Poetry is quite effective and efficient in teaching grammar. This is because learners are taught to write grammatically correct sentences and phrases deriving either indirect or direct meanings. The meanings should be deeply rooted in the message being passed across the poem. Thus, poetry has great impacts towards the process of teaching and learning a second language in classrooms. For example, students in a classroom learning English as a second language can be taught through poetry. This will ensure the educator teaches the students to write correct words rhyming and deriving meanings in order to pass a message.  It is however vital to determine educators’ perceptions with regards to their individual skills in poetry. For example, an instructor without poetry interests, skills and experience cannot teach students to write and read poems. Thus, they lack the confidence to teach students without confidence in the second language. This neither encourages nor motivates the students to acquire literacy skills in the language (Dymoke & Hughes, 2009).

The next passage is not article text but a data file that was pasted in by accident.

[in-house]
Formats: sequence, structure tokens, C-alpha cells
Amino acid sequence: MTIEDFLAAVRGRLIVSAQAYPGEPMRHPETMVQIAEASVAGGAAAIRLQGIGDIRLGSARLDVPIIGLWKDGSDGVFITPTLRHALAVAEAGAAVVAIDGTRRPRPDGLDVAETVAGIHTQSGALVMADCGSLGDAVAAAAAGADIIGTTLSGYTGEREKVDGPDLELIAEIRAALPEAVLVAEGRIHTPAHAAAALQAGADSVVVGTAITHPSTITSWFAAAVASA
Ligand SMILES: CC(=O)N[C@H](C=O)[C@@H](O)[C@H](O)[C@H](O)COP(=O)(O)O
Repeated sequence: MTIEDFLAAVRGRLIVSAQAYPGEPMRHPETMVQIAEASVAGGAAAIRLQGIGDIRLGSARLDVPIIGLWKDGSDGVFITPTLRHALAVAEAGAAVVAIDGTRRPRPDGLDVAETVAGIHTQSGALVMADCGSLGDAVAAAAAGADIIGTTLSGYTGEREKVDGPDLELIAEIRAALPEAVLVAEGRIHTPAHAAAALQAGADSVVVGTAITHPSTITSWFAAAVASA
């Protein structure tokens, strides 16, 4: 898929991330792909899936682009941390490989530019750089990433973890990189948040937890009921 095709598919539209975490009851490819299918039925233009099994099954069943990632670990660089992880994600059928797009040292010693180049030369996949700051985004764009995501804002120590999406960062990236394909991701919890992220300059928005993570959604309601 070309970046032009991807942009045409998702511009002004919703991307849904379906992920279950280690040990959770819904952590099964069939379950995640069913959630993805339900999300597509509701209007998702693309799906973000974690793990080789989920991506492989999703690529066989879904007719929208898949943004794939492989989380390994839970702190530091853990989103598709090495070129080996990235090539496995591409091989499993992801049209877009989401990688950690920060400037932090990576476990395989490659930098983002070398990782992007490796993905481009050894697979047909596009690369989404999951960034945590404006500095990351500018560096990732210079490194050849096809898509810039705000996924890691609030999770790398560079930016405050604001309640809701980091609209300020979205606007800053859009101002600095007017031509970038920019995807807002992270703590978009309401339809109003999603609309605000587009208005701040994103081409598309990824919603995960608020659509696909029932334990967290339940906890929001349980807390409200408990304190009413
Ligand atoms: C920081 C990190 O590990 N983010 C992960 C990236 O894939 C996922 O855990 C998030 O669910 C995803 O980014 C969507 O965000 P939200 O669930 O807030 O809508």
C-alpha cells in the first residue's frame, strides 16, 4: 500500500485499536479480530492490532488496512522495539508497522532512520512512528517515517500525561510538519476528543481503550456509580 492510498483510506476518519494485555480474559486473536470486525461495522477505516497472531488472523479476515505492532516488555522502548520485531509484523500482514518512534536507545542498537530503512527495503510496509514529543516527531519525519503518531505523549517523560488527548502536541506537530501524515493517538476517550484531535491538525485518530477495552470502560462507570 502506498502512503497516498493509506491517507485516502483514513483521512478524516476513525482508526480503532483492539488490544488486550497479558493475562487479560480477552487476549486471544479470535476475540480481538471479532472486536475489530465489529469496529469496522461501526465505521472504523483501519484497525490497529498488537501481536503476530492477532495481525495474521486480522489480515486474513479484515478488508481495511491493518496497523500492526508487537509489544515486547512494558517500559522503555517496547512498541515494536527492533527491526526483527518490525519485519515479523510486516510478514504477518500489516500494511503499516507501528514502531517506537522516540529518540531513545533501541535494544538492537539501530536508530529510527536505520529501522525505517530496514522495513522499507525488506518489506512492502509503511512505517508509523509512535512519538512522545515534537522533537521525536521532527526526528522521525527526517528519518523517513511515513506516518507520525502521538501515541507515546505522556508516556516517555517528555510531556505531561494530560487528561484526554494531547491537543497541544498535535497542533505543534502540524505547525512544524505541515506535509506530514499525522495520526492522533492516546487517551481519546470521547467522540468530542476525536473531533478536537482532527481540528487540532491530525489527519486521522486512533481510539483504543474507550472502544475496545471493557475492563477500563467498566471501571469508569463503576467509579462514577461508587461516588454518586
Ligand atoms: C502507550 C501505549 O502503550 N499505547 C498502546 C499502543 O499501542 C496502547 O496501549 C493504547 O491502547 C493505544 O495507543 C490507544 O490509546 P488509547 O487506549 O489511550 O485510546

As a result, Dymoke and Hughes urge educators to collaborate with students in delivering literacy skills. This will guarantee that, grammar errors are identified and analyzed by the teachers. Consequently, the teachers should teach and encourage the students to reduce and eliminate the grammar errors. Thus, the process of teaching students to either write or read poems can assist them in recognizing and correcting grammar errors. Consequently, they can acquire high quality literacy skills the second language (Dymoke & Hughes, 2009).

Students attending a classroom to acquire literacy skills in a second language have diverse skills, abilities, and experiences in the lingo. Thus, educators ought to evaluate diversity levels in the classroom in order to recognize learners’ mixed abilities and experiences. For example, an educator should evaluate the students’ abilities in researching and writing research proposals and projects while focusing on their language and literacy skills. This is key in assisting the instructors to learn the various concepts students’  regard as wither simple or complex in that particular language (Ivanic, 2004).